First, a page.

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Author Topic: I don't think I've ever been so ashamed of my country
SoaPiNuReYe
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I don't think I've ever been so ashamed of my country...
quote:
"Even more disturbing was the participation and encouragement of elected officials in promoting the hateful protest rally. Villa Park Councilwoman, Deborah Pauly, while addressing the crowd at the rally, appeared to threaten Muslim event-goers. Congressman Ed Royce (R-40), in a troubling trend of disparaging Islam and its followers, added fuel to the fire by encouraging protesters to continue on with their hate-mongering. The attendance of Congressman Gary Miller (R-42) was a clear surprise, since he previously has engaged with all constituents, including Muslims, toward a better America.


[ March 03, 2011, 05:12 PM: Message edited by: SoaPiNuReYe ]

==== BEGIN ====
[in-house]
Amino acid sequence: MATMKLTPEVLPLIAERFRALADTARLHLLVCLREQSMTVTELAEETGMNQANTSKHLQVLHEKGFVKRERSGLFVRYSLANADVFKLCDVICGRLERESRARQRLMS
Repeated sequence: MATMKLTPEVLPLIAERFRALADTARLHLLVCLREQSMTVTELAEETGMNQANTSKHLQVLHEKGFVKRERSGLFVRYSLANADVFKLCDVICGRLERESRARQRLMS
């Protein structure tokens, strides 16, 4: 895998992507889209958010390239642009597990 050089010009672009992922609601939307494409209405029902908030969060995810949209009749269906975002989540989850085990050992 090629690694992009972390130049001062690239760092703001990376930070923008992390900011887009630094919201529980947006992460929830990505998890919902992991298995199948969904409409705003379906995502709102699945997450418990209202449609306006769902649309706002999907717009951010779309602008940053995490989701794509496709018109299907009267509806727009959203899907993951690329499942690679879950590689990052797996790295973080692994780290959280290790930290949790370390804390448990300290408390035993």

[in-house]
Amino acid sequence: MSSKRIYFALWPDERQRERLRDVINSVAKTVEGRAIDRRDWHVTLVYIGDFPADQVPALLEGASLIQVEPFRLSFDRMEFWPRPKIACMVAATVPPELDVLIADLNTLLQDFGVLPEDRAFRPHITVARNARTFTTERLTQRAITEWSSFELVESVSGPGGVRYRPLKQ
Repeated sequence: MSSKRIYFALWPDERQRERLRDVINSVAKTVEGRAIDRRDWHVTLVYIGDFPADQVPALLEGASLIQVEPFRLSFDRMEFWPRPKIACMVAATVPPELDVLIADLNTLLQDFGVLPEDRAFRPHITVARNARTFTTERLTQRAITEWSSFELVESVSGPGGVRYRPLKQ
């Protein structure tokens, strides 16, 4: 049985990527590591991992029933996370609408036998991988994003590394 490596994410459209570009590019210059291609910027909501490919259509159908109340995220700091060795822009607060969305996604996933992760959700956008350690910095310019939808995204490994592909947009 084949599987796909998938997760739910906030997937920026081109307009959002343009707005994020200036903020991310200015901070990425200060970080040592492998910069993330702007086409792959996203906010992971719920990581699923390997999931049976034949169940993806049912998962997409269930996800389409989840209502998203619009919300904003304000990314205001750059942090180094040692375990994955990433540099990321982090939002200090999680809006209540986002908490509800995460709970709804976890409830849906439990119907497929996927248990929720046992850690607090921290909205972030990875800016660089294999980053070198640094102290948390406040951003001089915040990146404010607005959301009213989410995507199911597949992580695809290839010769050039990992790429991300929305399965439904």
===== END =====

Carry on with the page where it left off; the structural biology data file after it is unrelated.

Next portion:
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Mucus
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quote:
In the afternoon, the event had the atmosphere of a July 4 picnic. Many brought lawn chairs and blankets, sang patriotic songs and tied red, white and blue bandanas on their dogs.
http://www.ocregister.com/news/america-288163-fundraiser-wahhaj.html
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James Tiberius Kirk
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That is very sad.
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Bella Bee
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Well, screaming 'Go Home!' like a banshee at people quietly walking past is a fantastic way to prove that you're the sane party in this situation. Horrible.
It's rubbish when people use symbols of national pride to try to legitimize their own personal, nutty cause. But this happens everywhere.

This is not a reason to be ashamed of your country or to stop flying the flag. More people need to reclaim this stuff, which represents community and acceptance, back from these bullies.

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kmbboots
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quote: